7. It can be used in computer programs, and indeed has been.

  8. There is some danger of Balkanisation.

Balkanisation will occur if adaptations are licensed under either CC BY-SA or the OGL, but not both.

I described it as ‘somewhat share-alike’ because I don’t consider the OGL a pure ‘share-alike’ licence since it’s so easy to segregate content. Some companies have very broad Product Identity declarations that basically gut the product and make it no easier to use than all rights reserved material.

Fixes

As discussed under ‘Permissive licensing’, social pressure and assets can be used to encourage adapters to apply both licences to their derivative works rather than just one or the other.

Why I don’t believe that CC BY is inter-operable with the OGL

To be specific, I believe that adapters can use CC BY and Open Game Content in the same product provided the adapter does not try to re-license the CC BY content as Open Game Content. As long as the content is segregated, I can’t see a problem.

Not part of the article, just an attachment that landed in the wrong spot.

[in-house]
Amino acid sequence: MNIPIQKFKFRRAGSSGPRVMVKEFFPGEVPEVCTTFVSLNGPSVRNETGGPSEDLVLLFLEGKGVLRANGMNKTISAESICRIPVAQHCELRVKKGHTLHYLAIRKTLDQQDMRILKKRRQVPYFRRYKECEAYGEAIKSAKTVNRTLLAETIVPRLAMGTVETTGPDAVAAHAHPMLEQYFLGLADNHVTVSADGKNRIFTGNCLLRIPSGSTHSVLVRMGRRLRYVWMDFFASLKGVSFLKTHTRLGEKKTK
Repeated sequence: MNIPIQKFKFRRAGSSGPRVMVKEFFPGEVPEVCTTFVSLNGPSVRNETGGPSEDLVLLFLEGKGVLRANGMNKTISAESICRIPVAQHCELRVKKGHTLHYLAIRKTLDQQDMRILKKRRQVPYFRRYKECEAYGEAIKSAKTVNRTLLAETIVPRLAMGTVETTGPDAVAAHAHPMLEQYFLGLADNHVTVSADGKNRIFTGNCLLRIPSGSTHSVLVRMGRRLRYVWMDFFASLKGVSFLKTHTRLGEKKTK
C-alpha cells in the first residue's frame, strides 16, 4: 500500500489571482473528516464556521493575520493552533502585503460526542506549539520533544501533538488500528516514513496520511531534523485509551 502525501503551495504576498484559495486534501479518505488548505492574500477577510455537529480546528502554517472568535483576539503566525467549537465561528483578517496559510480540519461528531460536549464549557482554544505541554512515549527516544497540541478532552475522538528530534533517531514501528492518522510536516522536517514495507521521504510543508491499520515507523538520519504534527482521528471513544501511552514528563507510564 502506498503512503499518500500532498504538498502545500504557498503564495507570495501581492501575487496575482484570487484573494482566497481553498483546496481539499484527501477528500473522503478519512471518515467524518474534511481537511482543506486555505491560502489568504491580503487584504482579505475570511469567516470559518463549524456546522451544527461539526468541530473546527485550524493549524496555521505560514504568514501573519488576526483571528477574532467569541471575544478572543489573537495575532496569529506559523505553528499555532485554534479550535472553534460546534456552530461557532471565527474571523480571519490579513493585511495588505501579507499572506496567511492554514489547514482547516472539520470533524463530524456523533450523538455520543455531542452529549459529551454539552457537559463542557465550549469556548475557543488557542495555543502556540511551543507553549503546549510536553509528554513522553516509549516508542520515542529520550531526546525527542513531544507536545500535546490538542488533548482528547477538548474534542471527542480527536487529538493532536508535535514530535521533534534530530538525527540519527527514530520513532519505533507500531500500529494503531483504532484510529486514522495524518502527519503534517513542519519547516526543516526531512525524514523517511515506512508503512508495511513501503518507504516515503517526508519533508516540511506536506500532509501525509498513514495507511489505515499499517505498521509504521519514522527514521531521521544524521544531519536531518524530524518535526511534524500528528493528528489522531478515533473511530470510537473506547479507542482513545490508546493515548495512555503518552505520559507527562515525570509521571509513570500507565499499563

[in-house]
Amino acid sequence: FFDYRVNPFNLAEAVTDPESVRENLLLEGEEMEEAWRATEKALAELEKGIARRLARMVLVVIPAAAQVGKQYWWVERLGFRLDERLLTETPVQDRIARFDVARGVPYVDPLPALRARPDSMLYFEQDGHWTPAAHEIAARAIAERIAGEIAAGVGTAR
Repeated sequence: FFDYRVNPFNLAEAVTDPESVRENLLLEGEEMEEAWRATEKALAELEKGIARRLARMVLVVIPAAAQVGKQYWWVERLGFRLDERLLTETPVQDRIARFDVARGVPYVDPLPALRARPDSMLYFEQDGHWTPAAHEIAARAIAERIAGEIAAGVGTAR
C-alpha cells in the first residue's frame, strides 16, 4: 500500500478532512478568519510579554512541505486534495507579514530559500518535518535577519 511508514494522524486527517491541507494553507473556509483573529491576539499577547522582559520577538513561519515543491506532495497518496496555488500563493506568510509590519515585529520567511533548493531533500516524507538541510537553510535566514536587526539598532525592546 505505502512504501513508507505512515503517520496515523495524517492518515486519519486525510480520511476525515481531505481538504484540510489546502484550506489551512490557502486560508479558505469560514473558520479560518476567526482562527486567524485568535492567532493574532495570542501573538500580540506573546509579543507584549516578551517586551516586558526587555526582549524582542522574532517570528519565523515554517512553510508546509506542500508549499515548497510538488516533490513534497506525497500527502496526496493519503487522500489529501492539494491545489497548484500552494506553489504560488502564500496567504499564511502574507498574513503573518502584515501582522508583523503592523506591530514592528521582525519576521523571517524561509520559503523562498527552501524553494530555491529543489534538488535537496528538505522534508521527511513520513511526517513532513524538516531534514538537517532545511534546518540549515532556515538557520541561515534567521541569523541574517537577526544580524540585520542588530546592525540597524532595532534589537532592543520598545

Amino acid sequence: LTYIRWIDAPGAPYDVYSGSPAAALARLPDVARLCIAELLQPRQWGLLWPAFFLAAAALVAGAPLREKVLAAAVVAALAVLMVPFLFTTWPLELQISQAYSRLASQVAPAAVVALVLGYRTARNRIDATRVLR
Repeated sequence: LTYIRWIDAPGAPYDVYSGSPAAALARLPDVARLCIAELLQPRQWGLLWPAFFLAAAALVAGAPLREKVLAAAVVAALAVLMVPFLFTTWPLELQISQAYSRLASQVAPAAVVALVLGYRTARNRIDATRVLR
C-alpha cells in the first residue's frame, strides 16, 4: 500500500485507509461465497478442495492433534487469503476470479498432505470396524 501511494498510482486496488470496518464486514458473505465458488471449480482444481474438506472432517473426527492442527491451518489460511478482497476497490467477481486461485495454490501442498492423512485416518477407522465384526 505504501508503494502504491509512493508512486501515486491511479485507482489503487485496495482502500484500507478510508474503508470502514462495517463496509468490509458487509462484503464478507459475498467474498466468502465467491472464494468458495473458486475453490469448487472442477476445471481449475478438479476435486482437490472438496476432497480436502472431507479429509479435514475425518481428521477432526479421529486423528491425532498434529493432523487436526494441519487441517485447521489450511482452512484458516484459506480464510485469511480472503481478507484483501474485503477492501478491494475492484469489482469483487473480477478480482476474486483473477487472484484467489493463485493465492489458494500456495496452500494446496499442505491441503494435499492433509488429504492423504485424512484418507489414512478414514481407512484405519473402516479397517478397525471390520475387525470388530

CC BY content cannot be relicensed as Open Game Content because:

  1. The attribution requirements potentially clash (CC BY 3.0 § 4(b)) and

  2. The licence does not allow the work to be sublicensed (CC BY 3.0 § 4(a))

1. Attribution requirements

CC BY requires ‘reasonable’ attribution, and for collections there is an additional requirement that “such credit will appear, if a credit for all contributing authors of the Adaptation or Collection appears, then as part of these credits and in a manner at least as prominent as the credits for the other contributing authors.”

There is no such requirement in the OGL. I could list myself as the only author of a book that simply reprints material from other sources, provided that my Section 15 entries are done correctly.

If CC BY material were re-licensed under the OGL, the ‘reasonable’ attribution protection would be lost, therefore such re-licensing is forbidden.

2. Sublicensing

I don’t know what sublicensing is, but it potentially also forbids re-licensing.